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Cover image for Let's make and eat those CSS3 progress bars. 🍭
Vaibhav Khulbe
Vaibhav Khulbe

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Let's make and eat those CSS3 progress bars. 🍭

Are you the one who still eats candies? Striped ones? 🍭 Well, I used to love them when I was a kid. So what I love now? I love CSS. 🀩

Let's do it. We'll transform a 'sweet' striped candy bar to a progress bar. Because...well, to be honest, the default HTML <progress> is bad. I mean look at this...

Progress bar

We can sincerely convert this into a much 'sweeter' one and that too without the need of <progress>. Sounds exciting? Let's dive in!

Candy GIF

Time to give back candies its lost glory πŸ₯Ί

Finish off the HTML first πŸ€ͺ

Because...well, you need something to style on? What we want to achieve is the following loading/spinning candy bar:

loadingcandyfinished GIF

If you wear your frontend goggles and observe, you see there are two layers or elements we need to do this. First off is the bar holder element and the one above it is the actual candy bar with red colour. So, this is what we start with:

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The div is our holder upon which we will have a span to make it an inline container. Here, see how it looks in the Chrome Dev Tools:


The skin colored element is our div on which the blue colored span is sitting.

Let's make it look like a candy 🍭

Here comes the interesting stuff. First, give the div a class of loading-bar and in CSS this is what we need to style it:

.loading-bar {
  position: relative;
  margin: 0 auto;
  height: 50px;
  width: 30%;
  border-radius: 50px;
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Now the relative positioning is optional here as we are not setting values for the top, left, bottom or right properties to position it explicitly. We just center this to the document body by putting a margin of top and bottom to be 0 and left/right to be auto. Setting a default width and height is necessary because without these we won't be able to see the div. These could be any value depending upon how big you want the bar to be. A nice, round border is also a good take to give it a shape of a loading bar.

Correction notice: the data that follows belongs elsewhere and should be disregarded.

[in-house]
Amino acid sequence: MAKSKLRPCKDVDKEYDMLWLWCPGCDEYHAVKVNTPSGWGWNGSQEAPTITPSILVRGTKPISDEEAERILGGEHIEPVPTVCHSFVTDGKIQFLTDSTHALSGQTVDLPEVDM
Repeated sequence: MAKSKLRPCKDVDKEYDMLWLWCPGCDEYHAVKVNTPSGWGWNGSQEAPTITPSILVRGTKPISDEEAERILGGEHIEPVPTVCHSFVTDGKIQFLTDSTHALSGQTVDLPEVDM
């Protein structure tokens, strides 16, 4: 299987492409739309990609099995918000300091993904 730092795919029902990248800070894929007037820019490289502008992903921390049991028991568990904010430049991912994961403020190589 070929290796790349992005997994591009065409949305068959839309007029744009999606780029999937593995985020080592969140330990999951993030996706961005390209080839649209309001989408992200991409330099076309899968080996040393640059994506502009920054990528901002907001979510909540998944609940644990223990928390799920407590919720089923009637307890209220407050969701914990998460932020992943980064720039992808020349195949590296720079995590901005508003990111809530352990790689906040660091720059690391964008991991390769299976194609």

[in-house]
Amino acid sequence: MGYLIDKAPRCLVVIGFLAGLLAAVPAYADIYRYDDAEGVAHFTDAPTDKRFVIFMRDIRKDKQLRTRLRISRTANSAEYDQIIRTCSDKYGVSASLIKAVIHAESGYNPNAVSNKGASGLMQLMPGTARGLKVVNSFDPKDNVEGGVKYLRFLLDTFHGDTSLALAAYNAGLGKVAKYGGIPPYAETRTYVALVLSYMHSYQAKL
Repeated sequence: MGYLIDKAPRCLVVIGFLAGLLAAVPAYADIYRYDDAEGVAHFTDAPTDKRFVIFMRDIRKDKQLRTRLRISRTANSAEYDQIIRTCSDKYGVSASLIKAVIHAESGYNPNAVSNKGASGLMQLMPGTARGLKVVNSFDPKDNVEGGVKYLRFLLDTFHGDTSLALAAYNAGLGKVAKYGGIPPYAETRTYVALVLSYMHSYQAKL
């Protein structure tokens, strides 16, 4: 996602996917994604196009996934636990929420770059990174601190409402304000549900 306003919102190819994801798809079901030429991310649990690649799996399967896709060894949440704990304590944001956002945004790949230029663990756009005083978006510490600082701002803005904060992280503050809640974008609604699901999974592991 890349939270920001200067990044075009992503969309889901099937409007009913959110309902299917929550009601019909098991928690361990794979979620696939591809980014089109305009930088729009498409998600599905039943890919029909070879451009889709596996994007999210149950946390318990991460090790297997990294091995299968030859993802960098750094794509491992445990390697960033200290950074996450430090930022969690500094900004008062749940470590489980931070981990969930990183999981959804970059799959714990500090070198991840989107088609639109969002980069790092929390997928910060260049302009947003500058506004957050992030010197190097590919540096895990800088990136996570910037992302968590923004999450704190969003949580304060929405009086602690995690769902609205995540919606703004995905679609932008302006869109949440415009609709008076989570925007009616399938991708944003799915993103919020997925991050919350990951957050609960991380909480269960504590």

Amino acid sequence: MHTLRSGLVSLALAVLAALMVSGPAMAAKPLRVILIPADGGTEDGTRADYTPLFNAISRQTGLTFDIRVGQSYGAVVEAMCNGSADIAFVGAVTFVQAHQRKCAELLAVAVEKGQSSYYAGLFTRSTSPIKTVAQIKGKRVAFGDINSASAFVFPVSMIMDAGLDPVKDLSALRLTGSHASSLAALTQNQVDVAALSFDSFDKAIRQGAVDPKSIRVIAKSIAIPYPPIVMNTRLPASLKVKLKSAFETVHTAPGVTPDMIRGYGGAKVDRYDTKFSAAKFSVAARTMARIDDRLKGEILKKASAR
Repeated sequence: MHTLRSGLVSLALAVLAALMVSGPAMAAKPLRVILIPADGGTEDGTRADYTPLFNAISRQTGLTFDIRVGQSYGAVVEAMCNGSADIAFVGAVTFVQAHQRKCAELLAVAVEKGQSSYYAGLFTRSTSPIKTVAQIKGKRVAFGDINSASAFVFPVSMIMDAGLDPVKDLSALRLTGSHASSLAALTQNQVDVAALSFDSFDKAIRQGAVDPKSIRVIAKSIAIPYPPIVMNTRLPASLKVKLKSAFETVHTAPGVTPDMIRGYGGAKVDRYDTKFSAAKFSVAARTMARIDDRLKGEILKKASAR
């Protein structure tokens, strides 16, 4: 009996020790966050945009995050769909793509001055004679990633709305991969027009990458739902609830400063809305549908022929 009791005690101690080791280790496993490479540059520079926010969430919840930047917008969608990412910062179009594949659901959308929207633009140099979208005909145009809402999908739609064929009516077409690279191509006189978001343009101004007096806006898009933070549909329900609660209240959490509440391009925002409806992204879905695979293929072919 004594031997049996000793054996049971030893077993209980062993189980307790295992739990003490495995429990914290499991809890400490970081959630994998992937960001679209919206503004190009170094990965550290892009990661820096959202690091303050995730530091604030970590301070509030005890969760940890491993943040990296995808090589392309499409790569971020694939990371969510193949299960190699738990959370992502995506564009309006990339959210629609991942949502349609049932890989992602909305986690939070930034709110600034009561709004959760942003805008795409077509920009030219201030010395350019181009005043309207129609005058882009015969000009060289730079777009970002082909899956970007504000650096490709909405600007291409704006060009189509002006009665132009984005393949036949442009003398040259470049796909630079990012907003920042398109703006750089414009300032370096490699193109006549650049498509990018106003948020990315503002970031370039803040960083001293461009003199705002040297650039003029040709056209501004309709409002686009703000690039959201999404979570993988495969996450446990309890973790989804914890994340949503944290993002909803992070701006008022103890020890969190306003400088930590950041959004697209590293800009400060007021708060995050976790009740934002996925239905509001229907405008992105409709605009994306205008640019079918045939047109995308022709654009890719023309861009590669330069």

You won't be able to see anything right now because technically the color of that div and the body element is both white by default. Try to add background-color: orangered; to the div and you'll now get your base holder.

Up next, we need to add those funky candy stripes, for that style the span as follows:

span {
  display: block;
  position: relative;
  height: 100%;
  width: 100%;
  border-radius: 50px;
  background-image: linear-gradient(to bottom, #fac4c0, #f60000 60%);
    inset 0 2px 9px  rgba(255,255,255,0.3),
    inset 0 -2px 6px rgba(0,0,0,0.4);
  overflow: hidden;
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The block display ensures that it has a block-style element box with an equal amount of space before and after the span. This time we need it to be 100% area of the parent (i.e. div) so we give it the respective value of the width, height and border-radius. Any extra element (if it occurs) is clipped off the span by setting the value of overflow to hidden.

Still, you won't be able to see anything :( We need to add some coloring! We do this by using a linear-gradient which is at a 180Β° angle. The bright red #f60000 color occupies 60% of the total gradient value. And just when you do this you see our loader has a gradient!

Completely optional...

Time to add some depth so that it looks more like a candy. We add two shadow values. The first one adds a white shadow drop to the top and the second is black, at the bottom. The main point is that you need to use the inset so it looks like shadow is coming from one side. These type of shadows are drawn inside its container.

Add stripes! 🌈

We're coming close! A candy with no stripe is a bad-looking candy for me. To do this, we need to understand the ::after pseudo element in CSS. According to the Mozilla Developer Network (MDN) docs:

In CSS, ::after creates a pseudo-element that is the last child of the selected element. It is often used to add cosmetic content to an element with the content property. It is inline by default.